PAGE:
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Re-learning physics?

Discussion in 'Science' started by esupi, Nov 14, 2015.

  1. esupi

    esupi New commenter


    I'm hoping you might be able to recommend some good resources for learning physics - decent textbooks perhaps? I do have a B at A level and a related degree.

    I'm thinking of retraining as a teacher but have been working as an engineer for 10 years - it's a really long time since I studied a lot of the material, and I'd like to start doing some reading around it/memory jogging. I realise I'll do an SKE course to bring me up to speed if I go for this, but meanwhile I'll have applications and interviews to get through and would like to be able to at least recall some of the basics.

  2. lunarita

    lunarita Lead commenter


    A assume you mean re-learning for high school level - in which case I'd recommend having a browse in a bookshop if you can, or amazon if you can't, to have a look at the various text books and study guides on offer. Bear in mind that most GCSE and A-level textbooks these days are tailored to a particular exam board and there are some differences between them. Some text books are better than others but you might find a study guide would be better.

    I'm not sure of the rules re training and SKE, I had been working for 10 years when I did my PGCE and my degree was enough without SKE.

    Good luck, teaching physics is a great job!
  3. oscillator

    oscillator Occasional commenter

    I'd recommend an older textbook too which is probably pitching to a slightly higher level than you would need for most specs today. I quite like Calculations for A-Level Physics and A-Level Physics by Roger Muncaster. They are probably less than a tenner on Amazon...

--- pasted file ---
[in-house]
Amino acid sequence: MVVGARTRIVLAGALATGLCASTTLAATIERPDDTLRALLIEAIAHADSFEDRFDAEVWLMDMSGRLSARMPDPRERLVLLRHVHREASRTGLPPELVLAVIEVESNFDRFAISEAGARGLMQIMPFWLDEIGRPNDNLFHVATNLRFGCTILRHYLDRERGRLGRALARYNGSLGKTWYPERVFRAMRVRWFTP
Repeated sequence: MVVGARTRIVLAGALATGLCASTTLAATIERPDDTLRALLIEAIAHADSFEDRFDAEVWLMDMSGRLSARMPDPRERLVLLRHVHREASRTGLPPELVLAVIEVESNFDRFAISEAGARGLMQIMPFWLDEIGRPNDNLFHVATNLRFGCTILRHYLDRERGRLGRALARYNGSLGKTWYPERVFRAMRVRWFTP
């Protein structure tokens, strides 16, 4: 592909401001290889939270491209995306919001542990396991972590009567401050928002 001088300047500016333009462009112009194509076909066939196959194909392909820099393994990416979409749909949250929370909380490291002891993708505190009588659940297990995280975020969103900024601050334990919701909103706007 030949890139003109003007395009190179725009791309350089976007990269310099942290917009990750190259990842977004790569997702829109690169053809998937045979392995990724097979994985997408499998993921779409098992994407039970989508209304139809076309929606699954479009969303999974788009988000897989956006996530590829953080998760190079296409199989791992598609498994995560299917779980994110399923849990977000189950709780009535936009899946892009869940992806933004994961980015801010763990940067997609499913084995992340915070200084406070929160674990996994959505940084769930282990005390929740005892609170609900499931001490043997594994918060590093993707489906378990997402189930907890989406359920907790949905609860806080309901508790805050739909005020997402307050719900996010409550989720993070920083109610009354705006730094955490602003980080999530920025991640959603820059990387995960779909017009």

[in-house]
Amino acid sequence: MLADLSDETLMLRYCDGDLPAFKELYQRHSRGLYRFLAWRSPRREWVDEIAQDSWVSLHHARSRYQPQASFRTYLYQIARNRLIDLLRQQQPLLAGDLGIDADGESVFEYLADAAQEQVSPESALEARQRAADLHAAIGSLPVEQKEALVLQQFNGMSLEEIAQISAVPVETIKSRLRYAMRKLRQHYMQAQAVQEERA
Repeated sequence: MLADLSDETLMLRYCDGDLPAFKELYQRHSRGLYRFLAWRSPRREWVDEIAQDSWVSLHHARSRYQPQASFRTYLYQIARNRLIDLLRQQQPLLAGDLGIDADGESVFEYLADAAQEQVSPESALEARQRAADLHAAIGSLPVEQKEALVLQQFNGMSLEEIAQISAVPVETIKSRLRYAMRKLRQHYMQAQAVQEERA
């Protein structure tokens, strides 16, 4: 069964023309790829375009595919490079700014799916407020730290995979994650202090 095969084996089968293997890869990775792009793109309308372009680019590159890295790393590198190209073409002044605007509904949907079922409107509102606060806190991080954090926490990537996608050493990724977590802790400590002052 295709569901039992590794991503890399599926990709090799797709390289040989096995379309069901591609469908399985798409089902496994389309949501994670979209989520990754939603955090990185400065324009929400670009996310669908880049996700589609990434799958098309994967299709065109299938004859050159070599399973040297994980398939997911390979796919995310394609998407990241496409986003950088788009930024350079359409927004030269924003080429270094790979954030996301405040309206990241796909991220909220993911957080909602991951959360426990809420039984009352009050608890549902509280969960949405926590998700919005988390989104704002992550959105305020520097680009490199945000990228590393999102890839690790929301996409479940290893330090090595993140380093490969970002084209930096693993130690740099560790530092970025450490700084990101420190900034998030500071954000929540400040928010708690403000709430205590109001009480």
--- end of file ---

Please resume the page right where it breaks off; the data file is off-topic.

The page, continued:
Teaching Secondary Physics and Physics Matters are more GCSE level and have been of great use to me.

    There is a thread from not too long ago on a 'Physics reading list' of sorts... You could try browsing back through this forum to find that thread for more suggestions.
  4. oHelzo

    oHelzo Occasional commenter

    As someone who was in a similar boat a few years ago with Chemistry (and lived to tell the tale), I agree with Lunarita. Get GCSE and A-level revision guides and find out what you know already and which areas you need to brush up on. In Science you will probably find you will teach at least some Biology and Chemistry too, so be familiar with those at Key Stage 3 at least.

    You might need a variety of sources to bring it to life/ help with more complex concepts. Things like the archives of the Royal Society Christmas Lectures were a bonus for me and there is some great stuff on BBC4 TV and IFL Science website, also I planned Geology and Botany self-study into holidays/ days out/ hobbies.

    Good luck!
  5. steve_cooke

    steve_cooke New commenter

    If you've been working as an engineer it is probable that your maths and physics will be good enough to at least make a start in school Physics - two of us in my dept were once engineers. However, it is normal in a UK school for you to teach Chemistry and Biology, at least through KS3 and probably to GCSE, as well. It may be those that you need to work on. Schools that specialise from Y7, like mine, are rare and mostly independent.
  6. esupi

    esupi New commenter

    I just wanted to say thank you for the replies. Apologies for the delay - I thought I'd already done this but apparently not! steve_cooke I think you are correct - just from being in schools it's clear that it's the chemistry and biology I'll need to work on - I just can't remember as much of it as I haven't been using it. I have some textbooks and have made a start on this now.
  7. TCSC47

    TCSC47 Star commenter

    The other thing you are looking for are the punchy and accessible descriptions of phenomena.
    eg. A force is a push pull or twist (with hand movements)
    Energy is a strange "substance" that exists in the universe and makes things happen. It comes in different forms - etc. etc.

    Mind you, I'm not sure where I found all mine. I've been out of it for a while now and can't remember many of them!! Sorry!

    Best wishes for your future teaching career.
  8. peterdevon

    peterdevon New commenter

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